Fuell is the latest project from engineering pioneer Erik Buell and while the firm is already offering an electric motorcycle and an e-bicycle its next project is a machine that covers both bases in one.
The Flluid_2 was previewed last year as an e-bicycle, but new patents show a similar-looking machine that’s an electrically assisted bicycle and an electric scooter rolled into a single package, with some simple bolt-on parts that allow it to be converted from one state to the other. That means it should be able to be used under a variety of different rules when it comes to licences, insurance and registration depending on how it’s been set up.
The bike’s basis is a magnesium monocoque frame that doubles as a holder for a variety of battery configurations. The patent shows that it can be fitted with a single small battery pack, a larger long-range pack or two of the small packs, all sitting vertically in a space between the rider’s knees. These feed a hub-mounted motor in the rear wheel that presumable doubles as a generator to recharge the batteries under braking.
The clever bit is the way that the bike can be converted from pedal-assisted e-bicycle to a fully electric scooter. In e-bike form, pedals are fitted, along with a belt drive to the rear wheel on the right-hand side. In this form, the bike is shown as a single-seater with a single-sided rear arm (it’s not a swingarm, as there doesn’t appear to be any rear suspension at all).
However, the bicycle-style single seat and its adjustable-height seat post can be unbolted and replaced with a fixed-height dual seat setup, with a suitably bulkier post to cope with extra weight. At the same time, the pedals are removed, along with the belt driving the rear wheel, and replaced with plates holding fixed footrests. In this form, the bike is also shown fitted with a second rear arm holding the back wheel for more rigidity, and presumably the hub-mounted motor has its power cranked up to suit scooter or moped legal limits rather than the more restrictive e-bicycle ones.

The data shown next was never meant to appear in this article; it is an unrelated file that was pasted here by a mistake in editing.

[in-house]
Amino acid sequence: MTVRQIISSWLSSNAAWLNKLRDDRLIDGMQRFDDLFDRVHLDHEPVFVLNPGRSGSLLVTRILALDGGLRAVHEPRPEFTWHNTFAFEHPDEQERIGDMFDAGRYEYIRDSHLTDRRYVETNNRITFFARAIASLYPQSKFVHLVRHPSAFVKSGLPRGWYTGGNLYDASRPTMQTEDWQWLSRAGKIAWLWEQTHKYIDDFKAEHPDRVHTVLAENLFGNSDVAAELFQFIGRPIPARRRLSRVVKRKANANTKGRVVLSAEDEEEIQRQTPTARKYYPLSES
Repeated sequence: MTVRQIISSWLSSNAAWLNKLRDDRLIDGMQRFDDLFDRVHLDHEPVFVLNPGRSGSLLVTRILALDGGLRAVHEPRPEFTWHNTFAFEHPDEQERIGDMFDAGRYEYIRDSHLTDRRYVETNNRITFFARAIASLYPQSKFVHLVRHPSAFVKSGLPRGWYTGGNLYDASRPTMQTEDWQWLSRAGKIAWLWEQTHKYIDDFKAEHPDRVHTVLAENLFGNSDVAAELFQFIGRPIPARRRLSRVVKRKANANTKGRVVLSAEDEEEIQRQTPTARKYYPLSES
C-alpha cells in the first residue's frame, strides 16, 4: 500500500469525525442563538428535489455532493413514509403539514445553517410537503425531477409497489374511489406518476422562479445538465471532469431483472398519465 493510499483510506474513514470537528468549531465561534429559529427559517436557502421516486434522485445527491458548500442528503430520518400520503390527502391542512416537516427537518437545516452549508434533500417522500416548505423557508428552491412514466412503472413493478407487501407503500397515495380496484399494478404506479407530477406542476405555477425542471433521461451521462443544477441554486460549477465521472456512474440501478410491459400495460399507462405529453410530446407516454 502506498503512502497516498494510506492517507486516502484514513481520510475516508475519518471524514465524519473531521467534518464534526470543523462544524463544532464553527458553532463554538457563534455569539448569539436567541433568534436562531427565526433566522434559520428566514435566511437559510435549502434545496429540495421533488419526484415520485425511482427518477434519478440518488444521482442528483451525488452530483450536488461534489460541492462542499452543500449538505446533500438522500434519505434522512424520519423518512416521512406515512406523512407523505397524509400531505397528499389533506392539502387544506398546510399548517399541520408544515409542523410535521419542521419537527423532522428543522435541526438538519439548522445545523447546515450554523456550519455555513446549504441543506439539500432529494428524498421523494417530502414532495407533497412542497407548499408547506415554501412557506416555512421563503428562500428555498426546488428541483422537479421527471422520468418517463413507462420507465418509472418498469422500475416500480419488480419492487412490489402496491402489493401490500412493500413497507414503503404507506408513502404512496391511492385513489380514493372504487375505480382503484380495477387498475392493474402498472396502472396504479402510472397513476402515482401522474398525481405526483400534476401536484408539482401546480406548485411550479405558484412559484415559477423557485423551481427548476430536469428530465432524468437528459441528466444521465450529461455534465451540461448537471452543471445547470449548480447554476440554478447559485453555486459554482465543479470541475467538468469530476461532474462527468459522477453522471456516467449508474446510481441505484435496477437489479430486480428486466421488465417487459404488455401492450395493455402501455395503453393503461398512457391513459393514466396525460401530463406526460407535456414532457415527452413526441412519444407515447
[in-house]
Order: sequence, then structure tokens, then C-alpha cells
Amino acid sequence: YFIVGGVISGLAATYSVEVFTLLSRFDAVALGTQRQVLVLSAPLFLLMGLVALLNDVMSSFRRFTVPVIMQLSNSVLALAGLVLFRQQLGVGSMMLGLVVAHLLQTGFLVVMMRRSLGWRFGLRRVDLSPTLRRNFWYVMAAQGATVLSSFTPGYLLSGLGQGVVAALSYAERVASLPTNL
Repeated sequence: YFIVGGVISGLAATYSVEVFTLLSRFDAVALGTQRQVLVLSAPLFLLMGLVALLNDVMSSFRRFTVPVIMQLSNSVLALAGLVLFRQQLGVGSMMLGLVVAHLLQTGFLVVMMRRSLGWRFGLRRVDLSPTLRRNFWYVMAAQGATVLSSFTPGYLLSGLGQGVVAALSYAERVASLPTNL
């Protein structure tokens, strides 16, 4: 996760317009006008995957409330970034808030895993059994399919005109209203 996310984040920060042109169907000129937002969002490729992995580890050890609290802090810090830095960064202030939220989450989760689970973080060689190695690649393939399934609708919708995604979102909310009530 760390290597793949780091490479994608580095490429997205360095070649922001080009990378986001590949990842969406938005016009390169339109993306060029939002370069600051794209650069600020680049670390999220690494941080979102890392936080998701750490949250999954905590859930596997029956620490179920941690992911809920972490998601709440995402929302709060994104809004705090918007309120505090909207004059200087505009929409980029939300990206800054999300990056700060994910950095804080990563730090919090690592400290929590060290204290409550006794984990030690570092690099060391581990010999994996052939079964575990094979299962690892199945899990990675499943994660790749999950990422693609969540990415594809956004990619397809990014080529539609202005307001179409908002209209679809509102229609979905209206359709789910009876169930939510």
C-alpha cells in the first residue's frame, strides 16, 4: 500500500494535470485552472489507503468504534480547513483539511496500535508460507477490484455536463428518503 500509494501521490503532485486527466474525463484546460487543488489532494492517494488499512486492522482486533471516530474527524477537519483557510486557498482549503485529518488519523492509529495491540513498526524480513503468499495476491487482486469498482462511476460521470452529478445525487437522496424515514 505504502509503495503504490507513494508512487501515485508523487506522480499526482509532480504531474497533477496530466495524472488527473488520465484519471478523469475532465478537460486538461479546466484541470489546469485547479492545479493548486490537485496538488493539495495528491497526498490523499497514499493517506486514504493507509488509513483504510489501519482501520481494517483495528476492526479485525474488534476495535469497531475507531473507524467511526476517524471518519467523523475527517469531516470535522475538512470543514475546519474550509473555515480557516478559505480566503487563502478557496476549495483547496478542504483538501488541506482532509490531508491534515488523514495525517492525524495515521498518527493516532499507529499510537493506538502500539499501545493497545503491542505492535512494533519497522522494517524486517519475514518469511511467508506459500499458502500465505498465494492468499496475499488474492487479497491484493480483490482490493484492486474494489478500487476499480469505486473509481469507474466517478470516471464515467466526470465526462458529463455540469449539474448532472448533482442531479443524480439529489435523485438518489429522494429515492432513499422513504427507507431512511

Although the patent doesn’t explain the thinking behind the bike’s design, it seems that there could be several benefits from the arrangement.
From a manufacturing point of view, sharing major components across different versions of the machine should help cut costs and simplify parts supply chains. Meanwhile, the ability to convert the bike from one form to another could offer several benefits to owners.
Under UK rules, electrically assisted bicycles can be ridden by anyone over the age of 14 with no need for insurance, road tax, a registration plate or a licence. This design could therefore be used in e-bike form – at speeds of no more than 15.5mph – by a teenager until they’re old enough to get a moped (16 in the UK), at which stage the owner could take a CBT, convert the Flluid_2 into moped form and register it, allowing the use of more performance (up to 28mph). If it’s capable of more performance than that, it’s also possible the Flluid_2 could be registered as a scooter for riders over 17, at which stage it would fall into ‘125’ legal limits including a maximum permitted continuous power of 15hp.
Fuell is currently selling the original Flluid e-bike – which is a relatively conventional bicycle-inspired design and costs $3995 in the USA – and plans to introduce its Fllow electric motorcycle to the market soon. The Fllow, with a price tag set at $10,995 in America, promises a 150-mile range, a 30-minute recharge time when connected to a fast-charger and a top speed of up to 85mph courtesy of a 48hp electric motor. As with anything to come from the mind of Erik Buell, it’s a project that’s well worth keeping an eye on and one that’s guaranteed not to follow the herd.